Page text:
As suggested by Josh Einstein, long could be used on a 64 bit system. Actually it seems to be almost twice as fast both on 32 and 64 bit systems:

public static bool ArrayCompare64(byte[] a, byte[] b) {
  if (a.Length != b.Length) return false;
  int len = a.Length;
  unsafe {
    fixed (byte* ap = a, bp = b) {
      long* alp = (long*)ap, blp = (long*)bp;
      for (; len >= 8; len -= 8) {
        if (*alp != *blp) return false;
        alp++;
        blp++;
      }
      byte* ap2 = (byte*)alp, bp2 = (byte*)blp;
      for (; len > 0; len--) {
        if (*ap2 != *bp2) return false;
        ap2++;
        bp2++;
      }
    }
  }
  return true;
}
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  • +1 Great example. Though, on x64 systems you should use Int64. – Josh Jan 31 '10 at 21:46
  • And I assume the same technique can be used to compare eight or sixteen bytes at a time (long, decimal..)? – Aistina Jan 31 '10 at 21:47
  • +1 Very good indeed, SequenceEqual gives me ~1sec for a 50mb array while yours gives a nice 77ms :) – Diadistis Jan 31 '10 at 21:50
  • @Josh: Yes, actually it seems to be faster on a 32 bit system too. – Guffa Jan 31 '10 at 22:03
  • 1
    @Aistina: A long, yes, but not a decimal. There are different bit combinations in a decimal that give the same value, so you can get false positives. Also, comparing decimals is not a simple bitwise comparison, so you don't get any good performance. – Guffa Jan 31 '10 at 22:10
1

From: http://www.pinvoke.net/default.aspx/msvcrt.memcmp : Belowmentioned signature (by Saar) of memcmp is a x64 only signature. Using the the x64 only signatures on an x86 machine will result in a PInvoke stack imbalance. For x86 and x64 platform compatibility make sure you use a signature which specifies the Cdecl calling convention and uses the UIntPtr type to correctly marshall the size_t count argument:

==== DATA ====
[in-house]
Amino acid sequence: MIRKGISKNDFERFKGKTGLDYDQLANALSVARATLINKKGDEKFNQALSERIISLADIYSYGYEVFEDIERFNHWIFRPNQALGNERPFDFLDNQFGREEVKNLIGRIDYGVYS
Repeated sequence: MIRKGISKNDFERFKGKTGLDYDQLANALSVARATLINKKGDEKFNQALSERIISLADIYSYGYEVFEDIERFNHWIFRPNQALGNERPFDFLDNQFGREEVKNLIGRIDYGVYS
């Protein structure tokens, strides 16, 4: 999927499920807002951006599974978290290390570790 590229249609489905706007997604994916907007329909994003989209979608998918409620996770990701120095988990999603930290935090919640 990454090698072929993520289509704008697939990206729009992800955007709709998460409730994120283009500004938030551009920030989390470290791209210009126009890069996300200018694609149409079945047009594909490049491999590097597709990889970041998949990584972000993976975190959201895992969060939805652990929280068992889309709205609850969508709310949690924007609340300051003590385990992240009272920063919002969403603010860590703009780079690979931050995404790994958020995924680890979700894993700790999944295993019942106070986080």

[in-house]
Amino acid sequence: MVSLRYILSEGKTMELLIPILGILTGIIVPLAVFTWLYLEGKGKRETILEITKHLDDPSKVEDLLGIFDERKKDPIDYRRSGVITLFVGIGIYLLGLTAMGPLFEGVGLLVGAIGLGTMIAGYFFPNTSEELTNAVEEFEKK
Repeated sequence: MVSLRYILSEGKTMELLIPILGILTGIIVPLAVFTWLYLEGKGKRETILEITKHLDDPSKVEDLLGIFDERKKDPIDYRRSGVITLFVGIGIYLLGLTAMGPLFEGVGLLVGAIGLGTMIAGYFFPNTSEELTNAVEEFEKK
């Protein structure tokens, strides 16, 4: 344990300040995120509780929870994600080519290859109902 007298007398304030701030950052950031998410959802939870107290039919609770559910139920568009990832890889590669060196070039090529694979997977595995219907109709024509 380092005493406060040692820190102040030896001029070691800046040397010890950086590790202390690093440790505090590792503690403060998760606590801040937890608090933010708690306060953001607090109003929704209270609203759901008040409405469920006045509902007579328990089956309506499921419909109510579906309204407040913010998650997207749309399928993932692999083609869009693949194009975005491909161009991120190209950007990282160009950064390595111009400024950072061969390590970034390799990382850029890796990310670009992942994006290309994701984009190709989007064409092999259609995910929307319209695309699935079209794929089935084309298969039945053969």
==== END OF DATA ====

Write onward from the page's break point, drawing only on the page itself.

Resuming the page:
[DllImport("msvcrt.dll", CallingConvention = CallingConvention.Cdecl)]
    static extern int memcmp(byte[] b1, byte[] b2, UIntPtr count);

    static bool doImagesMatch(byte[] b1, byte[] b2) 
    {     
        return b1.Length == b2.Length && memcmp(b1, b2, new UIntPtr((uint)b1.Length)) == 0;
    } 

I use this code with success but I didn't have time to measure performance (yet). I'm using small array's of roughly 600 bytes. I have to use x86-compatible code because the vast majority of the computers in our non-profit organisation is x86.

Obviously you need a fast algorhythm to convert bitmap to byte[].

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0

[DllImport("msvcrt.dll")] unsafe static extern int memcmp(void* b1, void* b2, long count);

    unsafe static int ByteArrayCompare1(byte[] b1, int b1Index, int b1Length, byte[] b2, int b2Index, int b2Length)
    {
        CompareCount++;
        fixed (byte* p1 = b1)
        fixed (byte* p2 = b2)
        {
            int cmp = memcmp(p1 + b1Index, p2 + b2Index, Math.Min(b1Length, b2Length));
            if (cmp == 0)
            {
                cmp = b1Length.CompareTo(b2Length);
            }

            return cmp;
        }
    }